Stop Overlooking Mark Ingram in Fantasy Football Drafts
Selecting New Orleans Saints running back Mark Ingram in your fantasy football draft is never going to be seen as an exciting pick by your league mates.
Ingram is not known for highlight reel runs that leave defenders clueless or spectacular catches along the sidelines. But you don't really need that in fantasy football.
What Ingram does bring to the table is consistent, high-level fantasy production, which helped him rank fourth in standard leagues last year through Week 13 (before his season-ending shoulder injury) and third in PPR leagues.
It's this consistency that makes Ingram a player to target in your drafts.
Cumulative Totals Do Not Tell the Whole Story
While Ingram's cumulative totals were great last year, diving deeper into his week-to-week production strengthens his argument.
Through Week 13, Mark Ingram was tied with Devonta Freeman for the most top-12 running back performances in PPR scoring. Each had eight. The next-highest mark was six.
Ingram had the highest weekly floor in both PPR and standard leagues in 2015, and in PPR formats, Ingram only had one week with fewer than 12 fantasy points last season, Week 5. He still managed 9.4 PPR points and finished the week as the RB36.
Taking this analysis one step further, we can evaluate Ingram's 2015 performance using Net Expected Points (NEP). If you are not familiar with our NEP metric, you can read more about it in our glossary.
Among 30 running backs with at least 150 carries, Ingram (0.07) ranked second behind only DeAngelo Williams (0.07) in Rushing NEP per carry. No other back topped 0.03.
When it came to the passing game, he was not as efficient in the 2015 season. Ingram ranked 21st among 22 running backs to have at least 50 targets in Reception NEP per target.
Despite his inefficiencies as a pass catcher on a per-target basis, he has proven to have some of of the best hands coming out of the backfield. Ingram had a catch rate of 83% last season (50 catches over 60 targets) which ranked first among the same 22 running backs.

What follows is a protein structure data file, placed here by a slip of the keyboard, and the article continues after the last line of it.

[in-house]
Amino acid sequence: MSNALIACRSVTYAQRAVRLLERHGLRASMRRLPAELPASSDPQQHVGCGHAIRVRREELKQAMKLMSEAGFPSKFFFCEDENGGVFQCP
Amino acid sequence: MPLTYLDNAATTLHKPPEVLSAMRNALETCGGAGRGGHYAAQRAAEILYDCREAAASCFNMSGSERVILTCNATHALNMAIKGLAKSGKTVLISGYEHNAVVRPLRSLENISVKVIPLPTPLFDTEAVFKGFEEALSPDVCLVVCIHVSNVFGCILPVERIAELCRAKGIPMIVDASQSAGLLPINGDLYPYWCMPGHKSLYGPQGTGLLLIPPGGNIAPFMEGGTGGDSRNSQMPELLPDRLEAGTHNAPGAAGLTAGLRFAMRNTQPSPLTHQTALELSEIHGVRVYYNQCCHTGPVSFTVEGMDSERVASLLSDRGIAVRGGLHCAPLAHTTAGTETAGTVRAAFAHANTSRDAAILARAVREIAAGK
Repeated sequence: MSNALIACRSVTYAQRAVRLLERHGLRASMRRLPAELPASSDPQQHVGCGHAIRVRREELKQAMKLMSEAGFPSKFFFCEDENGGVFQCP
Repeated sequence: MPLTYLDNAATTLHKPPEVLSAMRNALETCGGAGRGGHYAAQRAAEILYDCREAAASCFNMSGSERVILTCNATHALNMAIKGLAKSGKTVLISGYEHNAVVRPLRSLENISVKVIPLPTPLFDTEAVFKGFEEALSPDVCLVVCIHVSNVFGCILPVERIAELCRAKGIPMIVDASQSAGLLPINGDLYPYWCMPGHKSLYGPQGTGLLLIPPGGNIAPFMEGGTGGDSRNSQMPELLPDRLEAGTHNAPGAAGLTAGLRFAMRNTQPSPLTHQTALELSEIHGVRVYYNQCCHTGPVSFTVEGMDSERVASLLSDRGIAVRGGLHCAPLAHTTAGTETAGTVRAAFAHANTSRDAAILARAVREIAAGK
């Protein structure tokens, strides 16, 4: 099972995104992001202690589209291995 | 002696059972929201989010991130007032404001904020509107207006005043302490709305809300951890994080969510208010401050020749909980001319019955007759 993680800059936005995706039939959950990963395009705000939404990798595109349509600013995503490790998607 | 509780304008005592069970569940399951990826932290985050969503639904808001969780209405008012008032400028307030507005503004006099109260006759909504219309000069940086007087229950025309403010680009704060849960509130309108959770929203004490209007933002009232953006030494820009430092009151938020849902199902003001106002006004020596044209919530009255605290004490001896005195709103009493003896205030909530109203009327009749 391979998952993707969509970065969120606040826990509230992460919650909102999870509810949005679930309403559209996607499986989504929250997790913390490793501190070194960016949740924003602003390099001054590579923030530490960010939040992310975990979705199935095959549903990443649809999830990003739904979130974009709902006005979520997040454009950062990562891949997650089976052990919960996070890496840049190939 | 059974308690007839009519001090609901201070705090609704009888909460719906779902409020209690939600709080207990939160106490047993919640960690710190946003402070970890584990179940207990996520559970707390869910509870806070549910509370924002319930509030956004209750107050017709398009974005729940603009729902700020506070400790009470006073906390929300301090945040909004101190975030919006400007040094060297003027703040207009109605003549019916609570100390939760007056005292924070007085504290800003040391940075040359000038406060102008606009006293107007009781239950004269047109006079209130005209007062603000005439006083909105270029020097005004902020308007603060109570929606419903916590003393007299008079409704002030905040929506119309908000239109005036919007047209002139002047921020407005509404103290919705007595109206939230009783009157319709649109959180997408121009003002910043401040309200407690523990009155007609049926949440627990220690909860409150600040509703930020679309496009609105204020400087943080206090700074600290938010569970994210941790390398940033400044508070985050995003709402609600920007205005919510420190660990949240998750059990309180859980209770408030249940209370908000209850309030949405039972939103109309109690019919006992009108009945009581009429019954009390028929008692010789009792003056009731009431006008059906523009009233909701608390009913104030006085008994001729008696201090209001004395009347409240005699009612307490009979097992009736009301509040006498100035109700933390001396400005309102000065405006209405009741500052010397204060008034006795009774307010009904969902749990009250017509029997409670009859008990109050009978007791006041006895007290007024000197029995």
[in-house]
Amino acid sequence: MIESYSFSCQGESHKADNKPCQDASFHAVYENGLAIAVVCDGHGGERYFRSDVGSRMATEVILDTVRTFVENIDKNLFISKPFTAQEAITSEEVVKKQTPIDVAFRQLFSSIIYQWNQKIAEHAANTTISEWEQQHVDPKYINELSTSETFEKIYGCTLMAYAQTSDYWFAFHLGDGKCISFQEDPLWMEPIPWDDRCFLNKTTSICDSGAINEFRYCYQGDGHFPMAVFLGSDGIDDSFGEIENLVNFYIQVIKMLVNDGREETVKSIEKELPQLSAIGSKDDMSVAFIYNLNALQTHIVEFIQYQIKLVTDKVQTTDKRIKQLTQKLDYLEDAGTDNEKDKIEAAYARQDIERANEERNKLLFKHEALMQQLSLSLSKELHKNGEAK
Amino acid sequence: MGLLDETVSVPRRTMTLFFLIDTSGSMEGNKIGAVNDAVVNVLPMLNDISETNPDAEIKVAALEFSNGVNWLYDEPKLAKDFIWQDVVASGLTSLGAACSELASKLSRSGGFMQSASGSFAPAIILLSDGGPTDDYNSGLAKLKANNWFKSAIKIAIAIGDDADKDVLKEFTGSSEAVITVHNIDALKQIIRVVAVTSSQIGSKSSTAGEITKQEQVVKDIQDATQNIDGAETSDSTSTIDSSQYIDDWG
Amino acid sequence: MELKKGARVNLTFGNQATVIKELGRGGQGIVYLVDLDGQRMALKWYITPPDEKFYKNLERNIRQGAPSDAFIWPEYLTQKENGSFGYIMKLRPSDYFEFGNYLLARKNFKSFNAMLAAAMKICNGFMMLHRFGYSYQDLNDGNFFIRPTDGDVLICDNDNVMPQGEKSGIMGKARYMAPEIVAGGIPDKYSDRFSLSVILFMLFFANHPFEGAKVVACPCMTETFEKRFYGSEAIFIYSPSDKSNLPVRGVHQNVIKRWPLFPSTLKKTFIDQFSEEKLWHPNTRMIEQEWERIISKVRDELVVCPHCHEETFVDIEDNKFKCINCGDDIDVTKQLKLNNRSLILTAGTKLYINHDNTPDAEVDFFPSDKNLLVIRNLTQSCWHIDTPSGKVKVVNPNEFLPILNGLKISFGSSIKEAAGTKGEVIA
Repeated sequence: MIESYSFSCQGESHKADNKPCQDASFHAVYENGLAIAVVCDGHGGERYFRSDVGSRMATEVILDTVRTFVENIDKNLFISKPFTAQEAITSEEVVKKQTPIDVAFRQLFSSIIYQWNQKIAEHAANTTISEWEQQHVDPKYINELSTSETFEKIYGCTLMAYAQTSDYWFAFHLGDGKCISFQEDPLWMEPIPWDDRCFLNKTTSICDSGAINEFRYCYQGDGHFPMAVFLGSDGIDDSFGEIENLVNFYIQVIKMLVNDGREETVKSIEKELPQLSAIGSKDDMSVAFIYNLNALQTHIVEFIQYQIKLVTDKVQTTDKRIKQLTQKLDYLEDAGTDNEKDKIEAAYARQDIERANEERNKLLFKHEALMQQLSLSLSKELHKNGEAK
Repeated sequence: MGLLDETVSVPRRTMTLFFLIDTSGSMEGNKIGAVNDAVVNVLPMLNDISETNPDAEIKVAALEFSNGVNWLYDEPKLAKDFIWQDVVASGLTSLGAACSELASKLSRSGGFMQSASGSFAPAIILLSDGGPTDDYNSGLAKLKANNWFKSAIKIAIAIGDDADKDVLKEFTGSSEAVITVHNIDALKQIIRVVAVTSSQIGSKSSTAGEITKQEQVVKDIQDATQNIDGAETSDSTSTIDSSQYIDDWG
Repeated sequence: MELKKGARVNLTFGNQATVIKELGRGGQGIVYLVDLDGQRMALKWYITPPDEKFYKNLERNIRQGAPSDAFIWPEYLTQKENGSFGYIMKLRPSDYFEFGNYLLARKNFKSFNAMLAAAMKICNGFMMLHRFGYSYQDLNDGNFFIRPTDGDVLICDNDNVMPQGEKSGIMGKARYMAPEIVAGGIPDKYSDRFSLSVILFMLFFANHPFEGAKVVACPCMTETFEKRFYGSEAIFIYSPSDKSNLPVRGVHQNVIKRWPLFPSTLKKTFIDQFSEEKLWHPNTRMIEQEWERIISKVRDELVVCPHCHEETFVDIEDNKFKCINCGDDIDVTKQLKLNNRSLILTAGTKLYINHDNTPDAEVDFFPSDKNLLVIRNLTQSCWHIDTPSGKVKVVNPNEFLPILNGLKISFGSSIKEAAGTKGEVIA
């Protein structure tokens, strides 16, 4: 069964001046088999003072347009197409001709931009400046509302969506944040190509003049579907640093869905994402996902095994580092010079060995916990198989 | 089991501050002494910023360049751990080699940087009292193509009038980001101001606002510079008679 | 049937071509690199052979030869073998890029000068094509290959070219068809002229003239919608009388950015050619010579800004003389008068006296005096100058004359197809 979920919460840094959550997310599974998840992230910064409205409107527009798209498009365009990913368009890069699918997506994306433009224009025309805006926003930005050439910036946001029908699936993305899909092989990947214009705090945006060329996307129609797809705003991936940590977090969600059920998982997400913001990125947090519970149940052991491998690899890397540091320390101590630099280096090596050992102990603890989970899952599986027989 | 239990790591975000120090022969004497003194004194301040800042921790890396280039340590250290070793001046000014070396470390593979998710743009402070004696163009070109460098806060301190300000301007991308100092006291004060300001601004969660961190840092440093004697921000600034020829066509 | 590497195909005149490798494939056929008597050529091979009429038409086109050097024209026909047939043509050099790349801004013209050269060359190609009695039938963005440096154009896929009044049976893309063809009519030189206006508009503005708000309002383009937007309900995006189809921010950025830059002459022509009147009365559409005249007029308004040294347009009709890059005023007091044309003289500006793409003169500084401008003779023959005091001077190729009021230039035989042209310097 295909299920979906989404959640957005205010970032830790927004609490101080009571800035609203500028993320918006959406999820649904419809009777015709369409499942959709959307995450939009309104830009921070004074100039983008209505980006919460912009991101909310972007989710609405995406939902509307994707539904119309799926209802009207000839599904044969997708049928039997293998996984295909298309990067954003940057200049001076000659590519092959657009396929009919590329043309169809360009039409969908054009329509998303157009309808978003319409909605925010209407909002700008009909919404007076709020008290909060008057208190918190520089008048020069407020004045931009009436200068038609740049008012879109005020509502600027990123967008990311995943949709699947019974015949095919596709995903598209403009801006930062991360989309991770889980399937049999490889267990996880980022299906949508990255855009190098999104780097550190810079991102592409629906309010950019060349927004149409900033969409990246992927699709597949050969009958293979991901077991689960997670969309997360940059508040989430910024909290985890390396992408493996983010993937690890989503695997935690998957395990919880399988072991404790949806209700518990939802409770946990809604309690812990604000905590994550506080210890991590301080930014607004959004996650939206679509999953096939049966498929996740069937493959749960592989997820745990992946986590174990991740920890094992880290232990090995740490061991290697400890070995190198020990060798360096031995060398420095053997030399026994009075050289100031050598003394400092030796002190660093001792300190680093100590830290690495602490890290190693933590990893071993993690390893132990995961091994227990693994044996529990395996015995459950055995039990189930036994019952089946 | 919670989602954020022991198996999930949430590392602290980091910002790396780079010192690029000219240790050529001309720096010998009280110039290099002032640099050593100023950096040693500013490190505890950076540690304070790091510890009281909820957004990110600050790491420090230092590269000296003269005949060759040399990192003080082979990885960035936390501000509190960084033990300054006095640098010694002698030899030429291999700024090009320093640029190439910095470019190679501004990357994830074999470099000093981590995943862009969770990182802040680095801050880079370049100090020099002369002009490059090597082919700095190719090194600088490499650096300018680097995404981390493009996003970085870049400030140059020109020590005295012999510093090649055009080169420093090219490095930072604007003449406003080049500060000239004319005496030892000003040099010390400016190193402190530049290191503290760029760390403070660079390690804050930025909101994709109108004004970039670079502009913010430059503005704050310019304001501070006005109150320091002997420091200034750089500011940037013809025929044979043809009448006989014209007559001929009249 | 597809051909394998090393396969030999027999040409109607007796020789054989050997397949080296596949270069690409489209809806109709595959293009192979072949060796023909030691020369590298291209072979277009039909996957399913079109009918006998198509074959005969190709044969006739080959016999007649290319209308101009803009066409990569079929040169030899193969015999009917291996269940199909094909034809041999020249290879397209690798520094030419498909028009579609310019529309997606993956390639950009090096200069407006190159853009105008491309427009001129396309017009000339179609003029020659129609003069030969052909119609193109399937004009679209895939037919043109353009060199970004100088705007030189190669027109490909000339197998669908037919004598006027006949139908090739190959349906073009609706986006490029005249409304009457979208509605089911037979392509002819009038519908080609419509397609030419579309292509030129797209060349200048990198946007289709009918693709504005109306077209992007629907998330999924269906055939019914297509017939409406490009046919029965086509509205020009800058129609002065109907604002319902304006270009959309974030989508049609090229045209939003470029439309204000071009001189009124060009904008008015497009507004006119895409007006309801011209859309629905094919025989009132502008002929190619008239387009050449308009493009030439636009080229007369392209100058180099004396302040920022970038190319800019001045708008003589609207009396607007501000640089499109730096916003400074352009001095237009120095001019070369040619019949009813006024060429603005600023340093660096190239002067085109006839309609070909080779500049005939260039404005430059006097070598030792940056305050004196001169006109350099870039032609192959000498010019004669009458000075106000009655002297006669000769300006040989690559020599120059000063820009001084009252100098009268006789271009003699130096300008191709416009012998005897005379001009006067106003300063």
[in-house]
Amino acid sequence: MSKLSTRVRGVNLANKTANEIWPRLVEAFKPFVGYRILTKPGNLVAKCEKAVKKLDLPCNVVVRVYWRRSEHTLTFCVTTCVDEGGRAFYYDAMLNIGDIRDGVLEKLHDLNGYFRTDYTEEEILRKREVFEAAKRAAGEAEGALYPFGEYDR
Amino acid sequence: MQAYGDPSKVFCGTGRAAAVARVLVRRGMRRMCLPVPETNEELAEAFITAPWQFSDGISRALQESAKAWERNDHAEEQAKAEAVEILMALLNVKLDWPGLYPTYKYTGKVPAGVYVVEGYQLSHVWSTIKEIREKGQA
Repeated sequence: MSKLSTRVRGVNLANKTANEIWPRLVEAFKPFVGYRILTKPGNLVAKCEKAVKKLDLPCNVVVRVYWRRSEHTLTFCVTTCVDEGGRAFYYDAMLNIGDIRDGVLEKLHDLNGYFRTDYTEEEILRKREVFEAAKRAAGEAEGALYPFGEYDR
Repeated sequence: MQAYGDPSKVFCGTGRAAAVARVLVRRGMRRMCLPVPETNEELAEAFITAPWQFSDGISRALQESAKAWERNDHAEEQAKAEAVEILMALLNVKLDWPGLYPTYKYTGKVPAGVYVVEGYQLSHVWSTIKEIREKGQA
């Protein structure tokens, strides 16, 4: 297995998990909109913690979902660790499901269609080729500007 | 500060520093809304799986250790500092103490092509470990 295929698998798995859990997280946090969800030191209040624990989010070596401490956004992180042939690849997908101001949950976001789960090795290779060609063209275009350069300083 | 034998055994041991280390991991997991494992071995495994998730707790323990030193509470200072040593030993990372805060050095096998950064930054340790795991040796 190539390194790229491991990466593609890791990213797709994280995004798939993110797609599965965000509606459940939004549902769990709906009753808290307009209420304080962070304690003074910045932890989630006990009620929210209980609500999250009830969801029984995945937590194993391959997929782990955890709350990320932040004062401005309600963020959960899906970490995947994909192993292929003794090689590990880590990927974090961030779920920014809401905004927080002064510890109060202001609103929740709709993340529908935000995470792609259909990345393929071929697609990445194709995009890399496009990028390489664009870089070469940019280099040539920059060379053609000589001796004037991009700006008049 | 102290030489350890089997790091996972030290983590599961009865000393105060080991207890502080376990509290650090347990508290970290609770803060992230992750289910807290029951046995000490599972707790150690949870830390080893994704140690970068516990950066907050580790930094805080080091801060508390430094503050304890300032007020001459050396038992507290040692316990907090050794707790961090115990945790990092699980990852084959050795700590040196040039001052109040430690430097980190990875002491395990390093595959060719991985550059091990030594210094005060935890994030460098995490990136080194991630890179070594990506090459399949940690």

Competition for Touches
A concern for Ingram going into last season was the potential impact that the acquisition of C.J. Spiller would have on his fantasy value. This impact was negligible as Ingram dominated touches on a weekly basis as shown through statistics obtained from RotoGrinders. He only had 1 game with fewer than 14 touches when he was healthy.
Things should be similar this year with Tim Hightower taking over the touches that Khiry Robinson vacated by leaving for the New York Jets. The New Orleans Advocate projects Hightower to be the primary backup to Ingram this upcoming season.
That leaves plenty of room for Ingram.
|Touches by Week||1||2||3||4||5||6||7||8||9||10||12||13||Total||Total %|
Injury Concerns Reducing Draft Day Cost
Using average draft position (ADP) data from Fantasy Football Calculator and injury risk data from Sports Injury Predictor, Ingram is a pretty safe pick relative to the backs going off the board right before him: Devonta Freeman, Eddie Lacy, LeSean McCoy, and Doug Martin.
Ingram's injury risk is only slightly higher than two of the four running backs currently being selected ahead of him. Given his high level 2015 production through 13 healthy weeks, Ingram as as much value in this range as any of the other backs, though McCoy has a strong case of his own.
Ingram's injury concerns -- because it's unclear what else could be the reason -- appear to be the reason for his deflated price point in fantasy drafts. Smart owners will take advantage of this and draft him aggressively knowing that, when he is healthy, he is among the most consistent fantasy football running backs in the game.